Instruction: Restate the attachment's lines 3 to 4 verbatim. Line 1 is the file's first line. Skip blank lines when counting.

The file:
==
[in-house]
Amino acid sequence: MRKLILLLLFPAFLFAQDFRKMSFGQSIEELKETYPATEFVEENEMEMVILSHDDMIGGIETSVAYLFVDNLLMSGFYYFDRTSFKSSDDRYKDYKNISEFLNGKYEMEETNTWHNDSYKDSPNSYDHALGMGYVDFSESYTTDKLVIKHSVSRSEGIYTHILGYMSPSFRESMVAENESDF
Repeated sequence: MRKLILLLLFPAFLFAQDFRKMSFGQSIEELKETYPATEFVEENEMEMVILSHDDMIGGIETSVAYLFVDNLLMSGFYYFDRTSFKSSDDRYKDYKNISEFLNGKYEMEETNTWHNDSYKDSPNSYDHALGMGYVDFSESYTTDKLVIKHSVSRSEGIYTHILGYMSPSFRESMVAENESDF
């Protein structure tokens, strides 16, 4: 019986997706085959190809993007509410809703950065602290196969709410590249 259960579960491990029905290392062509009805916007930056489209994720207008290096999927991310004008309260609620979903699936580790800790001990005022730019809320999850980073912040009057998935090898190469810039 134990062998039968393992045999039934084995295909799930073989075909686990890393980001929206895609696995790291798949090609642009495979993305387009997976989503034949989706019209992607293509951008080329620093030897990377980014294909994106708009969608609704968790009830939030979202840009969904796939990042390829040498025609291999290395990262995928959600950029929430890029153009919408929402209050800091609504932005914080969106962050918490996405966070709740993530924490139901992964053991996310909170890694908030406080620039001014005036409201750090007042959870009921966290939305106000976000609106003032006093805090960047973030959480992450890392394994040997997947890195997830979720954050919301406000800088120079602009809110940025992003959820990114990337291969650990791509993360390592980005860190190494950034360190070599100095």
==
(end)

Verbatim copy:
Repeated sequence: MRKLILLLLFPAFLFAQDFRKMSFGQSIEELKETYPATEFVEENEMEMVILSHDDMIGGIETSVAYLFVDNLLMSGFYYFDRTSFKSSDDRYKDYKNISEFLNGKYEMEETNTWHNDSYKDSPNSYDHALGMGYVDFSESYTTDKLVIKHSVSRSEGIYTHILGYMSPSFRESMVAENESDF
């Protein structure tokens, strides 16, 4: 019986997706085959190809993007509410809703950065602290196969709410590249 259960579960491990029905290392062509009805916007930056489209994720207008290096999927991310004008309260609620979903699936580790800790001990005022730019809320999850980073912040009057998935090898190469810039 134990062998039968393992045999039934084995295909799930073989075909686990890393980001929206895609696995790291798949090609642009495979993305387009997976989503034949989706019209992607293509951008080329620093030897990377980014294909994106708009969608609704968790009830939030979202840009969904796939990042390829040498025609291999290395990262995928959600950029929430890029153009919408929402209050800091609504932005914080969106962050918490996405966070709740993530924490139901992964053991996310909170890694908030406080620039001014005036409201750090007042959870009921966290939305106000976000609106003032006093805090960047973030959480992450890392394994040997997947890195997830979720954050919301406000800088120079602009809110940025992003959820990114990337291969650990791509993360390592980005860190190494950034360190070599100095």